is micro farming... the kind that regenerates the earth and communities? Here at the Center for Micro
Eco-Farming, we describe what makes these types of farms more valuable,
enjoyable and even more powerful than one might imagine.
Eco-Farms (MEFs) most often range from backyard garden home businesses
to small acreage farms of one to five acres. But urban balconies and
rural acreages of up to 20 or so sometimes operate as MEFs.
that grow food crops explore the 20,000 food plants currently forgotten
by the world, including the 1000s of heirlooms on the brink of
extinction. They progress with new offerings faster than their larger
farm cousins with financial intelligence and stability. Each season,
they plant a few beds of something brand new, and educate their current
and potential customers on the new items. Those that gain enough
popularity in the farmer’s community are continued, others are released.
example of this method of graceful progression is a farmer described
in Micro Eco-Farming: Prospering from Backyard to Small Acreage in
Partnership with the Earth, who grows many unusual peppers on his small
farm. He keeps his customers in supply of their established favorites.
However, each season, he offers three or four new varieties. He keeps
growing the ones that win a new following, and drops any that don't sell
well (along with past staple varieties that are dwindling in
popularity). He estimates that over ten years, he now grows a completely
new group of peppers, but he remained secure with an established market
while at the same time being the first to introduce new crops.
micro farming taps into the earth's systems and learns to allow the
earth to do more and more of the work of creating and maintaining
abundant life. Earthworms, for example, do much of the farmers' work
once permanent garden beds are established.
Preservation of the culture and flavor of the world's unique bio-regions.
larger eco-cousins. Micros and larger eco-farms of 30 to 200 acres or
so produce different products for different reasons, using different
operating systems, complementing rather than competing with each other
Micro eco-farms operate financially in several ways, including: as second streams of
household income, as partners to another eco- home cottage business, or
as full-time businesses whether selling to local community, online to
the world, or both.
also partner with larger establishments such as destination eco-spas,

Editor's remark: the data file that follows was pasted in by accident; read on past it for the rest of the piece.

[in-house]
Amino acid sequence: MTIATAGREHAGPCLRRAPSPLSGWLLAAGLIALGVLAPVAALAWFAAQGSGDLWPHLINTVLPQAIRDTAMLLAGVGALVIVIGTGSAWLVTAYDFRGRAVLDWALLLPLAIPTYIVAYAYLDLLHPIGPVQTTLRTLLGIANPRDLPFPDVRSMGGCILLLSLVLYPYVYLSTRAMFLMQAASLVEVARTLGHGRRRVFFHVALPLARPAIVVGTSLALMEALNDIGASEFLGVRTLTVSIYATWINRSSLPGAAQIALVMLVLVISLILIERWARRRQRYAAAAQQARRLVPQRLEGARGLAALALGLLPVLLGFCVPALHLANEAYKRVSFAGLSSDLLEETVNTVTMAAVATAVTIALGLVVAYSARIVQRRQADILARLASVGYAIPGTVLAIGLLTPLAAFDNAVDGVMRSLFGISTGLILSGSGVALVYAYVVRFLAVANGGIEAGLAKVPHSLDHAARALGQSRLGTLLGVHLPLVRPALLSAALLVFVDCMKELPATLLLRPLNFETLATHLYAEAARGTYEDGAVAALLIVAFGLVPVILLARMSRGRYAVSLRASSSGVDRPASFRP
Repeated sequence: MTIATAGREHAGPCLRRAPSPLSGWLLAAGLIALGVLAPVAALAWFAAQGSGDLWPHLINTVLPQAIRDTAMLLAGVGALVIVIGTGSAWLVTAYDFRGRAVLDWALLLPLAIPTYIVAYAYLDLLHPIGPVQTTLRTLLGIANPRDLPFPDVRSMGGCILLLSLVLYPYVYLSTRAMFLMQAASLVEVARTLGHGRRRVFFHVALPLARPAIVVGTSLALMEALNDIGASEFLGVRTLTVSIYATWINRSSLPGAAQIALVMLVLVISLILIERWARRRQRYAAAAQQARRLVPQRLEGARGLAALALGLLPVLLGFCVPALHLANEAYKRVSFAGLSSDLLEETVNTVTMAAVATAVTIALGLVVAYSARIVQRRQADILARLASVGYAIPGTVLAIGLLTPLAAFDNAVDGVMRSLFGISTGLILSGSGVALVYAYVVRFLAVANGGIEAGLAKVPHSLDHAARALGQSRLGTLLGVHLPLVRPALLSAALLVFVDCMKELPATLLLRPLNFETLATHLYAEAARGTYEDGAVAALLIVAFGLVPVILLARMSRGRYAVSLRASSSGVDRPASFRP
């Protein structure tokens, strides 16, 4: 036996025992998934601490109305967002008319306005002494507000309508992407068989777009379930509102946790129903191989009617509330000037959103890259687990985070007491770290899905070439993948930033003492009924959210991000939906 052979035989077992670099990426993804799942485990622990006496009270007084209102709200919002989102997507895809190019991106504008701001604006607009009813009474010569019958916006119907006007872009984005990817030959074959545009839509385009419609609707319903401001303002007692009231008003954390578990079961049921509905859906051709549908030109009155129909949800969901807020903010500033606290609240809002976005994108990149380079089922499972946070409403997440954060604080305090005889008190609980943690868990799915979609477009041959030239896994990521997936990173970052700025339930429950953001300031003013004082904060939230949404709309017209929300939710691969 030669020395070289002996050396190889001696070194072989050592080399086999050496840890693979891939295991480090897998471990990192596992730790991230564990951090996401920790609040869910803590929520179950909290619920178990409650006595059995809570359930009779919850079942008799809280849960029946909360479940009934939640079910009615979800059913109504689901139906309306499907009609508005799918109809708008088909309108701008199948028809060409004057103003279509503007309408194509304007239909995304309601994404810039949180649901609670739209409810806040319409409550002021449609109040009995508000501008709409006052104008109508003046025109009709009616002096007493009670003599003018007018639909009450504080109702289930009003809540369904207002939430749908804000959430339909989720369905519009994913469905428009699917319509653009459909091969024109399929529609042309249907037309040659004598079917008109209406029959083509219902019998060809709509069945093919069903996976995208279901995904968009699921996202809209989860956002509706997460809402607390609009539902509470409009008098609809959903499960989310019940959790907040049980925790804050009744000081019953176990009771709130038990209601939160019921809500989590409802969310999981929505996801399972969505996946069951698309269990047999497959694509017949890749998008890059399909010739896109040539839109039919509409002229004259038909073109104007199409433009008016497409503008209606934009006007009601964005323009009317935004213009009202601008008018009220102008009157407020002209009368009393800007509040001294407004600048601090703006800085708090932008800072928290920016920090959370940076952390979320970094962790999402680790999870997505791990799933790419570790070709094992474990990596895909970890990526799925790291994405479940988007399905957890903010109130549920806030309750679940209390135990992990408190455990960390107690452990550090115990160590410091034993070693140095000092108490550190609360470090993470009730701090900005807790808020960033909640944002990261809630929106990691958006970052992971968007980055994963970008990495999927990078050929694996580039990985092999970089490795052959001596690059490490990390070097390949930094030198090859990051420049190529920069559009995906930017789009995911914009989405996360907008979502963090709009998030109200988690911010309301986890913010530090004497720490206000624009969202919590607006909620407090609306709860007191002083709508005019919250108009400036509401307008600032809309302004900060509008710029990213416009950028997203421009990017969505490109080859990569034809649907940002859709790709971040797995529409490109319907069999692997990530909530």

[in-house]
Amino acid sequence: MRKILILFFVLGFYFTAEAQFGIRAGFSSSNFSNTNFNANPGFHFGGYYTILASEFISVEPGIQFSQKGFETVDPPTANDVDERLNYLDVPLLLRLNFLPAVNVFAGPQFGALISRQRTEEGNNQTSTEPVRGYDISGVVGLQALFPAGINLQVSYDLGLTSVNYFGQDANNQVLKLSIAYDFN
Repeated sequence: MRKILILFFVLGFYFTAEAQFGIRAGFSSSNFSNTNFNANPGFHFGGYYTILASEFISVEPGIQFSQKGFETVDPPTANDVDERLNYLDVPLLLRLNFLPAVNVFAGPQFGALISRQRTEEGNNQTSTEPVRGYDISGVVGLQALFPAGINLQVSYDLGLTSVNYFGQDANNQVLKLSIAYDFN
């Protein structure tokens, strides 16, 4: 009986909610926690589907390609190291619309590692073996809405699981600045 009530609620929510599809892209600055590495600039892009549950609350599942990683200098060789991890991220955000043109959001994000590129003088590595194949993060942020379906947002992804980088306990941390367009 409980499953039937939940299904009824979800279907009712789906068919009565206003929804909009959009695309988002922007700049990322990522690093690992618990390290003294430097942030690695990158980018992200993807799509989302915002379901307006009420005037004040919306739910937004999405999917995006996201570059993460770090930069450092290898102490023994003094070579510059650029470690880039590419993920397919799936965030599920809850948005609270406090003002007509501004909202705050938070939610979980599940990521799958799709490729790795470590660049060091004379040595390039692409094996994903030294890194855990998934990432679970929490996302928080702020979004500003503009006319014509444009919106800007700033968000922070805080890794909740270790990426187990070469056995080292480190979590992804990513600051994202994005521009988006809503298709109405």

spiritual retreats, gourmet restaurants, schools and wilderness
Sustainable micro farms produce anywhere in the world humans inhabit, they aren't limited to
pockets of pre-existing superior topsoil, because they tap earth systems
to accelerate the creation of new topsoil.
MEFs grow well-known food crops, such as tomatoes, they produce and
sell garden-varieties that are too tender for shipment, and extremely
fresh versions of these well-known products, giving them a secured local
market of familiar items. Communities and visitors to the farm's region
begin to count on them to offer local heirlooms picked hours before
micro farming collectively helps communities, regions and their own
countries reach food independence. Historically, the Incans fed 15
million with a three to seven-year surplus. The Chinese once fed one
billion on less than 10% of their land base. Russia lifted itself out of
ecomonic disaster in 1997 by having its citizens 'farm' 0.6 acre plots
attached to the houses in Russian villages. 18 million of these plots
totaled 15.3 million acres, and they became the most productive 'farms'
in the country. More recently, 2011 data from the Russian Statistics
Service reported that Russian dacha communities or peasant farmers
produced more than 80% of the country’s fruit and berries, more than 66%
of its vegetables, nearly 80% of its potatoes, and almost 50% of its
milk, much of which is consumed raw.
France, "potagers," or tiny home gardens or gardens allotted to
villages, are everywhere. The French government estimates about a
quarter of all fruits and vegetables eaten in France are home-grown. In
America, today, LocalHarvest.org keeps statistics on successful eco-farm
members, 45% of its member farms are less than 15 acres. Also in the
US, there are 7864 local Farmers Markets yet only 4100 Walmarts.
are design-your-own. Each micro farm is highly unique and personal to
the location and to each farmer who designs his or hers, and they adapt
and change with the times ahead of their larger but just as important
eco-farming cousins. Unlike corporate and larger formula farming, they
are strengthened even more by progress, new discoveries, and restored
ancient wisdom. They are meant for those with small business sense and
creative spirit rather than those who must operate as a component within
a generic, copycat, static formula. The possibilities are endless. When
asking the question, what is micro farming, know that they are not just
market gardens. They range from micro dairies to angora rabbits in an
apartment to pressed backyard-grown flowers for handcrafted greeting
cards to old-fashioned rural u-picks growing heirloom beans and